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The Best Tools to Check for Windows Software Updates – Analysis Report

Apps that check for updates for your favorite Windows software are becoming more popular, but are they actually good and if so which ones work the best? The folks over at the 7 Tutorials blog have analysed seven different popular update checkers and report on their effectiveness for the Windows programs chosen, performance, and where they fall short.

The analysis report makes for interesting reading and you will have a much better idea on which ones to choose (and avoid) if you are considering this type of software to keep your system updated.

The Best Tools to Check for Software Updates [7 Tutorials]

Akemi Iwaya (Asian Angel) is our very own Firefox Fangirl who enjoys working with multiple browsers and loves 'old school' role-playing games. Visit her on Twitter and .

  • Published 01/27/12

Comments (18)

  1. dima

    My opinion on any software or driver updater apps – they are junk, I avoid them. I update apps that I want to keep up to date manually. And drivers, besides video, almost never need to be updated unless something is not working.

  2. Liam

    Nice article, thanks for pointing it out. I have tried Secundia, but it tended to point out software that I needed to buy to get the latest version, not just the latest update for the version I owned.
    I have used FileHippo for a few years now and it has been a great resource. It quickly points out patches for a number of paid and free software.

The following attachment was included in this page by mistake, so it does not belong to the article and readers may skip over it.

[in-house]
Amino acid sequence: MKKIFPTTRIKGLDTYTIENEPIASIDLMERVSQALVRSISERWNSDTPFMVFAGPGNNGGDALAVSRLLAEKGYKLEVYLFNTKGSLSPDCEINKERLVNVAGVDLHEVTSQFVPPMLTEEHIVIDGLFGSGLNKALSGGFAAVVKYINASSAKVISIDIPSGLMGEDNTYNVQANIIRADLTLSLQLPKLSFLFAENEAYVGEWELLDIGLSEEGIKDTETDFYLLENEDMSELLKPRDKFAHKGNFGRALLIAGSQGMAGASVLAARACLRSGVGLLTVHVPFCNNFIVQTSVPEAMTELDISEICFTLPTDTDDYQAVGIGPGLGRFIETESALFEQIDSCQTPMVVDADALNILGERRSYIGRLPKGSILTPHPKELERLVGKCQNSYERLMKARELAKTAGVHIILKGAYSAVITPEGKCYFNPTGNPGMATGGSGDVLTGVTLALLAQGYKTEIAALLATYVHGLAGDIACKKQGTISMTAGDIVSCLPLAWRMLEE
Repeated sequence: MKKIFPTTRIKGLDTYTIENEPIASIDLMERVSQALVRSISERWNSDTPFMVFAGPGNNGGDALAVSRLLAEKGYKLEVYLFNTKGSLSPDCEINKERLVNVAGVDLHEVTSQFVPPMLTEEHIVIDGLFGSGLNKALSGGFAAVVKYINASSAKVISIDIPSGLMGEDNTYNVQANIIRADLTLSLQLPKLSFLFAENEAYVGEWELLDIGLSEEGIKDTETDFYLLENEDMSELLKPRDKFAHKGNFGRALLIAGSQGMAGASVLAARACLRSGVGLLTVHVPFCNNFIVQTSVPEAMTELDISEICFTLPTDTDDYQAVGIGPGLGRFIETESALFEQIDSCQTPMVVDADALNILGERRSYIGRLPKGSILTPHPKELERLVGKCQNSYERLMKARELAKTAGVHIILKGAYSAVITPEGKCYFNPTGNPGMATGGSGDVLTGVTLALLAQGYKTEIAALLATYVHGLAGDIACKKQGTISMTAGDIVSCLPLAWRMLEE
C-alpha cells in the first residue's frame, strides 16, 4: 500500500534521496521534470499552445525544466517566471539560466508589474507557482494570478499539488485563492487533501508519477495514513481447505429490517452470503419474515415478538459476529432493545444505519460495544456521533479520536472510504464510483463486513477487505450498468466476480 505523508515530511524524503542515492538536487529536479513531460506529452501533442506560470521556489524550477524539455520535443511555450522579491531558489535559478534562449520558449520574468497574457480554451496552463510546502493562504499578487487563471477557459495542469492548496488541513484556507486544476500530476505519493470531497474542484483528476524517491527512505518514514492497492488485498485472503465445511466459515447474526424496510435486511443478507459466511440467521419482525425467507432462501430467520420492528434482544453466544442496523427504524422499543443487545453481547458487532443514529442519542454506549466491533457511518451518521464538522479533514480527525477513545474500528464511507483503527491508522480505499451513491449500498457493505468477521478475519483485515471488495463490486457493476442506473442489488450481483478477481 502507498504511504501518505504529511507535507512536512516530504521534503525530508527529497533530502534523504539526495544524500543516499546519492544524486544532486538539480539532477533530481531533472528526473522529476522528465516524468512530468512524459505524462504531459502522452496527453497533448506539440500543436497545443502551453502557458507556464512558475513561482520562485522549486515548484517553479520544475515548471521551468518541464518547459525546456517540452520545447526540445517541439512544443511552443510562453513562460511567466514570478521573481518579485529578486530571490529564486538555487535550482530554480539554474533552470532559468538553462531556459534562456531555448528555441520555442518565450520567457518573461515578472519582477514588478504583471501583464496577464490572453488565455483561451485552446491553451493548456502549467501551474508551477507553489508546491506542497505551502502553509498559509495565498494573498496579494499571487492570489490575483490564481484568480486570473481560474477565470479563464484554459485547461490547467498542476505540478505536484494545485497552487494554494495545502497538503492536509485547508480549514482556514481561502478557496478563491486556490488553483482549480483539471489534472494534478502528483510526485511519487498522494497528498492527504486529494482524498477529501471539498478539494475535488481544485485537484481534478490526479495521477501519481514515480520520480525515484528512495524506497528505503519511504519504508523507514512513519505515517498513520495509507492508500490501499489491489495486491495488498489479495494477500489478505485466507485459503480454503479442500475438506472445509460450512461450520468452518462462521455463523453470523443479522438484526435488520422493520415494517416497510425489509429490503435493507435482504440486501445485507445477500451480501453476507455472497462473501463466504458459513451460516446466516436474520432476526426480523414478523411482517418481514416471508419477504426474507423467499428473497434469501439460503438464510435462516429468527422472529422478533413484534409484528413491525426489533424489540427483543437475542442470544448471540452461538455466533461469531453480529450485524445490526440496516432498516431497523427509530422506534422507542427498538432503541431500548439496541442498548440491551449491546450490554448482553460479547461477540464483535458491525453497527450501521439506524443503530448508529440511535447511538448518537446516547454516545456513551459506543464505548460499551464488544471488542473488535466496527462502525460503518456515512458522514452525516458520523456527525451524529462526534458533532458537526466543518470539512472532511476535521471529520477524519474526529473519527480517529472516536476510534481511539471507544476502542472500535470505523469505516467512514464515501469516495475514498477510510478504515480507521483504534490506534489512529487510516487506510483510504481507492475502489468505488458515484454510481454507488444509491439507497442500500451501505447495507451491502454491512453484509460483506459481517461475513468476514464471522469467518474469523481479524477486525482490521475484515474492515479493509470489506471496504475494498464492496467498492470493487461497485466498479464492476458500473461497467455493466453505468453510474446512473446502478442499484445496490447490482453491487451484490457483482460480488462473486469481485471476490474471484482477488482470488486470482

One extra benefit is that you can run it as web app if you don’t want to install anything.
    Finally, it is a great resource for finding new programs (I learned about the K-Lite codec pack by visiting the site).

  3. ihateheadcrabs

    I keep up with all updates without any additional software thanks to Softpedia. You can subscribe (I think they changed the name of it to “follow”) to any application in their database (which is quite big) and as soon as the program is updated you will receive an email notification.

  4. LadyFitzgerald

    I love Secundia PSI. I rarely have problems with it. It works in the background, automatically running periodic scans, without slowing my computer. It saves me a lot of work. Once in a blue moon, it will report an application or file within an application that is compromised but there is no update for at the time. If I can live without the application, I delete it until it has been batched. Otherwise, I just live with it and be careful. This has happened only twice in the past two or three years.

  5. Dark Reality

    I just use Ninite. It doesn’t do drivers, but it does runtimes like .NET, Flash, Silverlight, and Java. I think there are a couple others. It also doesn’t check my browser (Pale Moon) but it checks my wife’s (Firefox) and it checks other apps. It also installs them if they’re not there, so following a reformat/reinstall, it’s my next stop.

    That’s not really what was asked for, but the fact that it works silently, for the most part, and automatically opts out of toolbars and such, goes a long way towards its usefulness.

  6. YB

    I prefer Ninite

    http://ninite.com/

    or FileHippo Update Checker

    http://www.filehippo.com/updatechecker/

    Although the filehippo update checker requires .NET Framework 2.0

  7. Charlie

    I’ve been using Secunia PSI for years. Runs in the background and does’t use a lot of resources.